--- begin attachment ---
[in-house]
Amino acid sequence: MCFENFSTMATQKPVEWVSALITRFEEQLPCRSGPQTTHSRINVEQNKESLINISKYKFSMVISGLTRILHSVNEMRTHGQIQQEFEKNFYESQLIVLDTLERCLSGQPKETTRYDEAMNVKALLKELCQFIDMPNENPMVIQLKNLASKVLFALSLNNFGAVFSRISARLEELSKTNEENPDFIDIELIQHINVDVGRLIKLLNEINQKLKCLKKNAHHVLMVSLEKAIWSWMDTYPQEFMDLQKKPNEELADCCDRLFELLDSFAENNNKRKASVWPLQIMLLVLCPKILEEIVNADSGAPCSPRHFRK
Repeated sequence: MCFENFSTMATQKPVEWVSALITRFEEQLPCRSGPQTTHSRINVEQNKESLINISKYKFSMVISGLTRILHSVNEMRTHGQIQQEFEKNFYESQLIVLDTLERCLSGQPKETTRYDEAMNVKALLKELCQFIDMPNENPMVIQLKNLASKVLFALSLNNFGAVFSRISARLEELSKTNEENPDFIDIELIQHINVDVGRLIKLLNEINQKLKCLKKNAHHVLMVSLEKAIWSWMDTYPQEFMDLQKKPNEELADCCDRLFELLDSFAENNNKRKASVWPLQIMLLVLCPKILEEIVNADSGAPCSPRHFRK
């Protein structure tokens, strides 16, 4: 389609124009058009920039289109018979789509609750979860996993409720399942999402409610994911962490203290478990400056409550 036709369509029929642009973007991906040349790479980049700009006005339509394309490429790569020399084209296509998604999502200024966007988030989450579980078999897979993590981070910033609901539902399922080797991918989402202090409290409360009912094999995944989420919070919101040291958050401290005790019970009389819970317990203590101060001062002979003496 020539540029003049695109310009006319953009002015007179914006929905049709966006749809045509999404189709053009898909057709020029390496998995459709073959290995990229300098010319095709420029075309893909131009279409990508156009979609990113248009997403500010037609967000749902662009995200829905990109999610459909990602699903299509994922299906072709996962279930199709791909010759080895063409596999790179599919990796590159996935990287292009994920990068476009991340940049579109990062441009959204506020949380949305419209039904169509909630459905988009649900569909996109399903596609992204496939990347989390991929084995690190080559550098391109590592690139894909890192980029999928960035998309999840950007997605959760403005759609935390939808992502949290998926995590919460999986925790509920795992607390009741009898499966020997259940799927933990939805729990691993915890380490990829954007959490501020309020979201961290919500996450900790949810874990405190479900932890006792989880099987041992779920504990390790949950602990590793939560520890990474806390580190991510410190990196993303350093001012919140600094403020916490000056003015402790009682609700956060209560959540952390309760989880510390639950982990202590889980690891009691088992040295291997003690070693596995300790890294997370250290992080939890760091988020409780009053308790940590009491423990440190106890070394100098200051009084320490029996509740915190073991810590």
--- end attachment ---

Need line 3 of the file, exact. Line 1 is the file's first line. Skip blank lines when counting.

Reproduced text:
Repeated sequence: MCFENFSTMATQKPVEWVSALITRFEEQLPCRSGPQTTHSRINVEQNKESLINISKYKFSMVISGLTRILHSVNEMRTHGQIQQEFEKNFYESQLIVLDTLERCLSGQPKETTRYDEAMNVKALLKELCQFIDMPNENPMVIQLKNLASKVLFALSLNNFGAVFSRISARLEELSKTNEENPDFIDIELIQHINVDVGRLIKLLNEINQKLKCLKKNAHHVLMVSLEKAIWSWMDTYPQEFMDLQKKPNEELADCCDRLFELLDSFAENNNKRKASVWPLQIMLLVLCPKILEEIVNADSGAPCSPRHFRK